Your doctor will likely test your blood throughout your treatment, looking for possible effects of the drug on blood counts (described below) or on other body organs. Based on the test results, you may be given medicines to help treat any effects. Your doctor may also need to reduce or delay your next dose of this drug, or even stop it altogether.

Doxorubicin can lower your white blood cell count, especially in the weeks after the drug is given. This can increase your chance of getting an infection. Be sure to let your doctor or nurse know right away if you have any signs of infection, such as fever (100.5° or higher), chills, pain with urination, a new cough, diarrhea, or bringing up sputum.

This drug may lower your platelet count in the weeks after it is given, which can increase your risk of bleeding. Speak with your doctor before taking any drugs or supplements that might affect your body's ability to stop bleeding, such as aspirin or aspirin-containing medicines, warfarin (Coumadin), or vitamin E. Tell your doctor right away if you have unusual bruising, or bleeding such as nosebleeds, bleeding gums when you brush your teeth, or black, tarry stools.

Doxorubicin may cause sores in the mouth or on the lips, which often occur within the first few weeks after starting treatment. This can cause mouth pain, bleeding, or even trouble eating. Your doctor or nurse can suggest ways to reduce this, such as changing the way you eat or how you brush your teeth. If needed, your doctor can prescribe medicine to help with the pain.

Large total doses of doxorubicin may injure your heart muscle and can cause congestive heart failure either during or after your treatment. To ensure that any damage is found early, your doctor will test your heart function before you receive your first treatment, and then during the treatment. During and after your treatment with doxorubicin, let your doctor know right away if you notice shortness of breath, swollen feet or ankles, or irregular heartbeat. These effects can show up months or even years after you get the drug.

Doxorubicin can cause radiation recall. If you have ever had radiation therapy, the skin or tissue damage from prior radiation therapy can become red and appear damaged again after you get this drug. Tell your doctor or nurse if your skin gets red in areas where radiation was given.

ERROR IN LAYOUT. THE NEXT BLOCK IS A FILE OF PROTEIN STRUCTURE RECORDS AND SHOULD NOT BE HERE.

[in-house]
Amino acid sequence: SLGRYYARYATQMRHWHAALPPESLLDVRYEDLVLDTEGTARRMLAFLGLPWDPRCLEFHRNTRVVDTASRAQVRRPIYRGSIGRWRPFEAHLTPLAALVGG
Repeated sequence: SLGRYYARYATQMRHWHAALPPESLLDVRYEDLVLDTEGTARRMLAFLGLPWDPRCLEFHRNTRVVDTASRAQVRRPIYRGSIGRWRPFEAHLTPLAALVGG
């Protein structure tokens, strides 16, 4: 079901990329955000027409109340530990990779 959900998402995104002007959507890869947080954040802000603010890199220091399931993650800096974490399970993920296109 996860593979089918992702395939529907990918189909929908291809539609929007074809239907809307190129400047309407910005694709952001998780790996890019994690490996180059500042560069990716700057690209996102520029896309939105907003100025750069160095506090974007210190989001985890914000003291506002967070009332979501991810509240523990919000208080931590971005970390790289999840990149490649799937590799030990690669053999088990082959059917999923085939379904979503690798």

This drug can kill large numbers of cancer cells within the first 24 hours of treatment, spilling the cells' contents into the blood. This can lead to electrolyte imbalances and tumor lysis syndrome, which can result in serious kidney damage and other problems. If your doctor thinks you may be at risk, he or she will give you medicines and/or fluids to help prevent it. If you notice pain in the back or sides of your chest, or blood in your urine, call your doctor right away.

Doxorubicin causes the urine to turn reddish for 1 to 2 days after each dose is given. This is a normal side effect that occurs while your body gets rid of the drug, but it may stain clothes.

This drug can cause allergic reactions. Mild reactions usually consist of fever and chills. More serious reactions are rare. Symptoms can include feeling lightheaded or dizzy (due to low blood pressure), fever or chills, hives (welts), nausea, itching, headache, coughing, shortness of breath, tightness in the chest, or swelling of the face, eyes, tongue, or throat. Tell your doctor or nurse right away if you notice any of these symptoms.

Possible side effects

You will probably not have most of the following side effects, but if you have any talk to your doctor or nurse. They can help you understand the side effects and cope with them.

Common

  • low white blood cell count with increased risk of infection*
  • low platelet count with increased risk of bleeding*
  • loss of appetite
  • darkening of nail beds and skin creases of hands
  • hair loss or thinning*
  • nausea*
  • vomiting*

Less common

  • sores in mouth or on lips*
  • sores or ulcerations in the throat, esophagus, or colon
  • radiation recall skin changes*

fetal abnormalities if taken while pregnant or if becoming pregnant while on this drug

Rare

  • temporary changes in electrocardiogram (EKG)
  • irregular heartbeat
  • heart damage and congestive heart failure with shortness of breath, swollen feet and ankles, which can happen months or years after treatment*
  • leukemia or myelodysplastic syndrome, which may happen years after treatment
  • allergic reaction*
  • dark spots or patches of the tongue or mouth
  • tumor lysis syndrome, kidney damage*
  • fever and chills

*See "Precautions" section for more detailed information.

There are some other side effects not listed above that can also occur in some patients. Tell your doctor or nurse if you develop these or any other problems.

FDA approval

Yes– first approved before 1984 (FDA cannot verify dates of drugs approved before 1984).

Disclaimer: This information does not cover all possible uses, actions, precautions, side effects, or interactions. It is not intended as medical advice, and should not be relied upon as a substitute for talking with your doctor, who is familiar with your medical needs.


Last Medical Review: 11/07/2011
Last Revised: 11/07/2011